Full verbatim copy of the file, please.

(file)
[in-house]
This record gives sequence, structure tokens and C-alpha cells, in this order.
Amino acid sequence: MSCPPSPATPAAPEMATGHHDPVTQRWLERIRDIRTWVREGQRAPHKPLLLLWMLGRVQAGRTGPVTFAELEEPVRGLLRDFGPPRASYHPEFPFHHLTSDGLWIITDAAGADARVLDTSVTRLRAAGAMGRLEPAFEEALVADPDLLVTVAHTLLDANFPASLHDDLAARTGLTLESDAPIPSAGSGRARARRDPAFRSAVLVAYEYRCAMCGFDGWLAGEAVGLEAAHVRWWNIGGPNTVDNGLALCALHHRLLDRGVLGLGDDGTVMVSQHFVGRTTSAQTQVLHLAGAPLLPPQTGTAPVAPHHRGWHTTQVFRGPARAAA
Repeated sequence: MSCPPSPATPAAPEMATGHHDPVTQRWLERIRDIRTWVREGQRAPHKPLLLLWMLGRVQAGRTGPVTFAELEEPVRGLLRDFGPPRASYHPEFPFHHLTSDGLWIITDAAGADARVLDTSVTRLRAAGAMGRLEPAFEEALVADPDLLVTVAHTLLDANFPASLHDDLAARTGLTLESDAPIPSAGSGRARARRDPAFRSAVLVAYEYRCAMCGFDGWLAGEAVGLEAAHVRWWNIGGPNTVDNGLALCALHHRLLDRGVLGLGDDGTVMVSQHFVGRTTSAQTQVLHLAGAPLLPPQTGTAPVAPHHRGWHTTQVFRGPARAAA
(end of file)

[in-house]
This record gives sequence, structure tokens and C-alpha cells, in this order.
Amino acid sequence: MSCPPSPATPAAPEMATGHHDPVTQRWLERIRDIRTWVREGQRAPHKPLLLLWMLGRVQAGRTGPVTFAELEEPVRGLLRDFGPPRASYHPEFPFHHLTSDGLWIITDAAGADARVLDTSVTRLRAAGAMGRLEPAFEEALVADPDLLVTVAHTLLDANFPASLHDDLAARTGLTLESDAPIPSAGSGRARARRDPAFRSAVLVAYEYRCAMCGFDGWLAGEAVGLEAAHVRWWNIGGPNTVDNGLALCALHHRLLDRGVLGLGDDGTVMVSQHFVGRTTSAQTQVLHLAGAPLLPPQTGTAPVAPHHRGWHTTQVFRGPARAAA
Repeated sequence: MSCPPSPATPAAPEMATGHHDPVTQRWLERIRDIRTWVREGQRAPHKPLLLLWMLGRVQAGRTGPVTFAELEEPVRGLLRDFGPPRASYHPEFPFHHLTSDGLWIITDAAGADARVLDTSVTRLRAAGAMGRLEPAFEEALVADPDLLVTVAHTLLDANFPASLHDDLAARTGLTLESDAPIPSAGSGRARARRDPAFRSAVLVAYEYRCAMCGFDGWLAGEAVGLEAAHVRWWNIGGPNTVDNGLALCALHHRLLDRGVLGLGDDGTVMVSQHFVGRTTSAQTQVLHLAGAPLLPPQTGTAPVAPHHRGWHTTQVFRGPARAAA